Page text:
Treasure Box

Matthew 2:1-12

Ephesians 3:1-12

Fox Valley Presbyterian Church

Sunday Before Epiphany

It’s been over a week since you ripped open those treasure boxes under the tree. And for the most part, you know exactly what’s in them. And now you have  a sense of how much you will actually use the gift. What each gift might mean, what it might really be for, which toy is your favorite, which gift you will return, which gift you wish you could return but can’t, what use you will get out of a gift, what you really love, which gifts you will remember forever, and what you will forget in a few weeks.

For those of you who are bummed out that the gift-giving is over, here’s an idea for a second shot at it (we might want to keep this a secret from retailers and marketers!):  in some Christian traditions the gift giving happens not on Christmas, but on January 6, the Feast of the Epiphany…when we remember the arrival of the wise men and their gifts.

Now, there’s a whole lot to talk about with the wise men. The details: (Were there really 3? And did they actually make it to the stable? How far away were they from? Was Jesus probably a toddler by this time?) The whole Herod thing: (what a terrible guy…the awful story of what he did…) The theological significance of these foreign visitors honoring a Hebrew king…

But this morning we are just going to peek into the treasure boxes.

Imagine what happens when Mary and Joseph unwrap these gifts: sitting in their home, probably one room with the carpentry tools stowed on one side and the kitchen on the other, and these marvelous magi admiring the toddler Jesus. And in the boxes and chests they set out are…gold…frankincense…and myrrh. Whatever they mean, they are riches that this little family of craftsmen in a tiny backwater town have never set hands on or even imagined.

Enough to ease their lives for a few years. And enough to make the mystery of who their child really was even greater.

Enough for them to wonder what to do with it…there was no need for a college fund, no such thing as an IRA or a stock portfolio. Could they invest in flocks of sheep? Maybe it meant another room added onto the house or money for an extra cow or goat.

But what did it mean?

Luke’s gospel sums up the story of Jesus’ infancy with this: “But Mary treasured all these words and pondered them in her heart.”

I imagine they had to treasure away a few pieces of gold, maybe behind a mud brick loosened from the wall of the house, and it sat there much the same way the strange events of Jesus birth and early years sat in Mary’s heart.

That’s the thing about some gifts…there are some that you just don’t really understand until later on. Some that change meaning as the years go on. Some gifts start out as one thing and turn into another. Gifts can take on different meaning.

When I was about 10, my great grandparents bought everyone of their great grandkids a Bible, engraved with our names.

I think I knew it was important at the time, because I handed it back to my Great Grandpa Hank and asked him to write in the front that he and Great Grandma Alberta had given to me. (I guess, with over a dozen great grandkids, writing us each a  note was a step they understandably skipped)

When I was little, I thought the pictures in the Bible were too babyish for me. When I was a teenager,  I learned to loved the words, but wished I had a more grown up Bible for youth group. When my Grandma Alberta died a few years later it meant more. When Grandpa Hank died my freshman year of college, it meant even more.  When I stood on my Great-Grandparents grave to say prayers and help bury my grandmother right next to them, that Bible became irreplaceable.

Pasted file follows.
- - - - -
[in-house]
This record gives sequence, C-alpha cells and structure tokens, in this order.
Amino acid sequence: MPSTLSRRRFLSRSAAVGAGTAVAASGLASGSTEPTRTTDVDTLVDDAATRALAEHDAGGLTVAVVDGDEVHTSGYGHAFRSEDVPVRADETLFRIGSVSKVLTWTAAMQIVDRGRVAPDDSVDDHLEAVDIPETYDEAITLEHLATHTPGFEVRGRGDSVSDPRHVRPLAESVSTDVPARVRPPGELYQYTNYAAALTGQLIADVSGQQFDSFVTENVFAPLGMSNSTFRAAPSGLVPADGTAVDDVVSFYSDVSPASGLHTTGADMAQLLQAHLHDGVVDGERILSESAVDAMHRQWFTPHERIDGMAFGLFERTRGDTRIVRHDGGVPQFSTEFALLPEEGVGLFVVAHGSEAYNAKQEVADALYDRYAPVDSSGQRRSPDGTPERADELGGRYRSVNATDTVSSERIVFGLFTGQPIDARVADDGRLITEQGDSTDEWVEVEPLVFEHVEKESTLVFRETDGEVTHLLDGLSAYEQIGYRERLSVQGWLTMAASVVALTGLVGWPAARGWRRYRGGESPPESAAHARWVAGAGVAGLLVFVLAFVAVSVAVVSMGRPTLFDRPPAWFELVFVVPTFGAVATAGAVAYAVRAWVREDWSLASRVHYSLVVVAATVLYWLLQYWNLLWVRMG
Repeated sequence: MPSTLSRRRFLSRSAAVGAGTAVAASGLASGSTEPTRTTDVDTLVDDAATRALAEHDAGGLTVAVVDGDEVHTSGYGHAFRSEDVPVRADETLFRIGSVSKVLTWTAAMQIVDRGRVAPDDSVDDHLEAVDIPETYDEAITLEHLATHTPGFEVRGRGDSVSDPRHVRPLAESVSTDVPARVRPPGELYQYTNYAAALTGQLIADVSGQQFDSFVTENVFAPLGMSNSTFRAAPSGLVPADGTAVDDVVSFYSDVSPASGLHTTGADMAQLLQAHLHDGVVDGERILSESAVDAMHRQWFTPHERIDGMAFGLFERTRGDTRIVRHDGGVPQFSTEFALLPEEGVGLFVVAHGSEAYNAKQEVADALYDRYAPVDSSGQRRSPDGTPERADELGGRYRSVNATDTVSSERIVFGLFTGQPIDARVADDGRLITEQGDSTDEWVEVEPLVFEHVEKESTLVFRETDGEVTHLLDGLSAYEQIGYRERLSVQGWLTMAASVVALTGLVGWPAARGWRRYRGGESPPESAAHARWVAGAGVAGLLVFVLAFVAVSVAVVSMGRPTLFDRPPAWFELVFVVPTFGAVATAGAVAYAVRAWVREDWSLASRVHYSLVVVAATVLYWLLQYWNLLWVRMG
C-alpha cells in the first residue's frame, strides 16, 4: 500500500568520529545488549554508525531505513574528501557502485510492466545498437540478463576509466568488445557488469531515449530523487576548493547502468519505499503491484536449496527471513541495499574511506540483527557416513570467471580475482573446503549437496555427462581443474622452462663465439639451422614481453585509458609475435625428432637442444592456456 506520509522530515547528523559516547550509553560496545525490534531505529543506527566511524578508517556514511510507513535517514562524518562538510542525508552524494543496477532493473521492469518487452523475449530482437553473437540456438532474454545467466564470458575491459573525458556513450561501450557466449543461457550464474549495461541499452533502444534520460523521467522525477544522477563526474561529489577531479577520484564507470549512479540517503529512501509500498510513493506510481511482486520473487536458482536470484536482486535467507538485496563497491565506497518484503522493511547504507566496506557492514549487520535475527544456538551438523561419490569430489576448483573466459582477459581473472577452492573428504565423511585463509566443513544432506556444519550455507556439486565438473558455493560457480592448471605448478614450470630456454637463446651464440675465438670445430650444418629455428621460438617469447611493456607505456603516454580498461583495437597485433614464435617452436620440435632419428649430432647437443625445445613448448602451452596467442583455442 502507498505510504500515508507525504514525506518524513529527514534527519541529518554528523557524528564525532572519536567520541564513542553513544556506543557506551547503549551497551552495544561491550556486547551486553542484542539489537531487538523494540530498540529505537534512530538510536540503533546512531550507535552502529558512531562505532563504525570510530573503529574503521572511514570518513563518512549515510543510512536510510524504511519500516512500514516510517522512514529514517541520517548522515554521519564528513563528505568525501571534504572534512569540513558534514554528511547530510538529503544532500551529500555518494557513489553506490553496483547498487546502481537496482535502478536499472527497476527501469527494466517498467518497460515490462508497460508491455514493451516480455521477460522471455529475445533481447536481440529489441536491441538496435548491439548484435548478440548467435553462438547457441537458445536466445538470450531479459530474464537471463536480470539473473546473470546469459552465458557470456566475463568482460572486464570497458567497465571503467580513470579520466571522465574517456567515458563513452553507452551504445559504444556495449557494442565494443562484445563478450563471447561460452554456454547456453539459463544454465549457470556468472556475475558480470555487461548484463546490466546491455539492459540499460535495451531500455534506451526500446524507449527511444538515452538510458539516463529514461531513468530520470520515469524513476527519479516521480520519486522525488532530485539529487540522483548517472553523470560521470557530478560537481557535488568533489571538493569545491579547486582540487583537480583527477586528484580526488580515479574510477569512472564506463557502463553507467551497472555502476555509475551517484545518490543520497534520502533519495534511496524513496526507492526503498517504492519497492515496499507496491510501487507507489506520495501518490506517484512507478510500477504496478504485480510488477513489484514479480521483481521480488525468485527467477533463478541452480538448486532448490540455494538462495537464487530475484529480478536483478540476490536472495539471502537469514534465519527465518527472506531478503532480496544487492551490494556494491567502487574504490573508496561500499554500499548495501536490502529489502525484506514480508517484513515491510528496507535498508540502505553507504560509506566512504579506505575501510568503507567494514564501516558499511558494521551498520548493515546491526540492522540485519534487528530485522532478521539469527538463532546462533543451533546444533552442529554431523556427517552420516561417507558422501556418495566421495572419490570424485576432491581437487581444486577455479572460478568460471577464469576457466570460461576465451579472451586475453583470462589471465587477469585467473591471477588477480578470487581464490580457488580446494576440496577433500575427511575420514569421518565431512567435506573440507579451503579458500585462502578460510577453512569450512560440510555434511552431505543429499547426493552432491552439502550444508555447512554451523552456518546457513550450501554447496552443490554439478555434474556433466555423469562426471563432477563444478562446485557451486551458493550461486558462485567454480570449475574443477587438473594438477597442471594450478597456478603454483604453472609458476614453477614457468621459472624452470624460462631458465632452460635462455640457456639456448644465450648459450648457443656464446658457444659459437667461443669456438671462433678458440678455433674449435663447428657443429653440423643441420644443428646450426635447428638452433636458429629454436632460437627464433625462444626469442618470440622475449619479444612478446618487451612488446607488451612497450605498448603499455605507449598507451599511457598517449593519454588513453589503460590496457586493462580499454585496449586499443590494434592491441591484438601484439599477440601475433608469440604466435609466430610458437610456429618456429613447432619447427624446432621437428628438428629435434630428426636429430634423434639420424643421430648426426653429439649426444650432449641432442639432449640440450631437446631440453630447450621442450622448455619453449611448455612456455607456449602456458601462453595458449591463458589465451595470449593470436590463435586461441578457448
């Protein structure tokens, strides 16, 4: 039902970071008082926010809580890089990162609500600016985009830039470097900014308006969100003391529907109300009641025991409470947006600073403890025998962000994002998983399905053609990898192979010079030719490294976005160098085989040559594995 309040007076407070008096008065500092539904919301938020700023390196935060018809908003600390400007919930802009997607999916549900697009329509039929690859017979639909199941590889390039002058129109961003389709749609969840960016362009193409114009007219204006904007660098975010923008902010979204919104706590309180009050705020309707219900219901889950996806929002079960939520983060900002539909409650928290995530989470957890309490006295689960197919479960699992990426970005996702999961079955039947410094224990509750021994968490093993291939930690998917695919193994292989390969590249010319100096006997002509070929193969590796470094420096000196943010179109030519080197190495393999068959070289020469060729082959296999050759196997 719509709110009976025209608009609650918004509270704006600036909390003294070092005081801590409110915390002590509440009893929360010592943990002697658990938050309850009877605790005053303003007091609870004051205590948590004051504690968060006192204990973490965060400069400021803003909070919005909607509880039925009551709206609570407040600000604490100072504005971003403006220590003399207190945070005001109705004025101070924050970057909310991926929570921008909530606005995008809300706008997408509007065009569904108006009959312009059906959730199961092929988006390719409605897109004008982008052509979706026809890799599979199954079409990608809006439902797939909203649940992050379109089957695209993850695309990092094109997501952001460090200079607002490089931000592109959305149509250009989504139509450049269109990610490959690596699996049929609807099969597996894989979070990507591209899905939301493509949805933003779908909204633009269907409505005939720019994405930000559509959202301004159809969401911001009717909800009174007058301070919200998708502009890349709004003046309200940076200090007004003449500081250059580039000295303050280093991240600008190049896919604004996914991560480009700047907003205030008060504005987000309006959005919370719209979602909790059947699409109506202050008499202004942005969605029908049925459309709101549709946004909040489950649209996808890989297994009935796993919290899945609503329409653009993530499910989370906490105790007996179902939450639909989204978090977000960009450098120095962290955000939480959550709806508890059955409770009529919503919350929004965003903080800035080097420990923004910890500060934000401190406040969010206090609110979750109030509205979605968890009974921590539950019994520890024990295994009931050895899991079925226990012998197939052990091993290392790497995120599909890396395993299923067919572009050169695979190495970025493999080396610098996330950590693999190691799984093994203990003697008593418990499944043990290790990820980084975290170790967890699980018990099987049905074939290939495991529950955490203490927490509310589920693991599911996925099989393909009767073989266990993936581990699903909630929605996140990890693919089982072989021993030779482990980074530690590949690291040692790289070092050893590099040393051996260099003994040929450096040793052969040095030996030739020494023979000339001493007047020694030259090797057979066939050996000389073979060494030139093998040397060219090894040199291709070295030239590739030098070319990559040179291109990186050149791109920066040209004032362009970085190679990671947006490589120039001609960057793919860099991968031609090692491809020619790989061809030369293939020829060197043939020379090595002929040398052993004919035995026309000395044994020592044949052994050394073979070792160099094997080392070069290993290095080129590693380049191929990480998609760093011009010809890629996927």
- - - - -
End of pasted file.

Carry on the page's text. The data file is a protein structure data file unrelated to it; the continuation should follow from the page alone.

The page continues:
So, did Mary remember, when she was helping to prepare Jesus’ body for burial, when the other women went to the market to get the embalming spices, the myrrh and the frankincense, that once, years ago, she had taken to market to exchange for the money? The frankincense and myrrh that had been a baby gift for her son?

And the mystery of everything that has happened is bigger than the treasure boxes of the wise men, the little treasure box of Mary’s heart…because the gifts of the season are not comfy sweaters or uggs or zhu zhu pets or Wiis or food processors…the gifts are not the boxes of gold and frankincense and myrrh…the gifts are not eve the amazing birth and surprising stories that Mary and Joseph pondered and treasured…

The gift is Jesus. And we say it too often that we forget…the gift is Jesus, baby born in Bethlehem, but also Emmanuel,  God-among-us.

In Ephesians, Paul reminds us…it is not the gift of a cute and cuddly Baby.

This is a gift of cosmic significance.

So it may begin meaning simply that God affirms the life-giving love and care of a kind mother, the bright beauty of a baby.

But the meaning of the gift, the mystery of it, grows and grows each time we look in the treasure box.

This is a mystery: that God should grow in a woman’s belly,

This is a mystery: that God should be born among us…

This is a mystery: that the stars and angels should sing…

This is a mystery: that everyone from shepherds to wealthy men should come…

This is a mystery: that God would walk with us, pray with us, suffer for us…

This is a mystery: that God would save us  from ourselves by becoming one of us, in such a strange and remarkable way.

This is a mystery. Unfolding and unfurling. Stretching out over time and space.

And every time we open the treasure box, we will see it a new way, in a way that changes everything we thought we knew, over and over again.

It is mystery. It is epiphany. It is a great and mighty wonder.

It is the greatest of all treasures.

So, keep seeking, keep pondering, keep taking it out of the box…

God-among-us, God-one-of-us, Savior of the World, Creator of the Universe, word made flesh…

…the world will never be the same.

One Response to “Treasure Box”

  1. Meika Says:

    Erica, this is beautiful.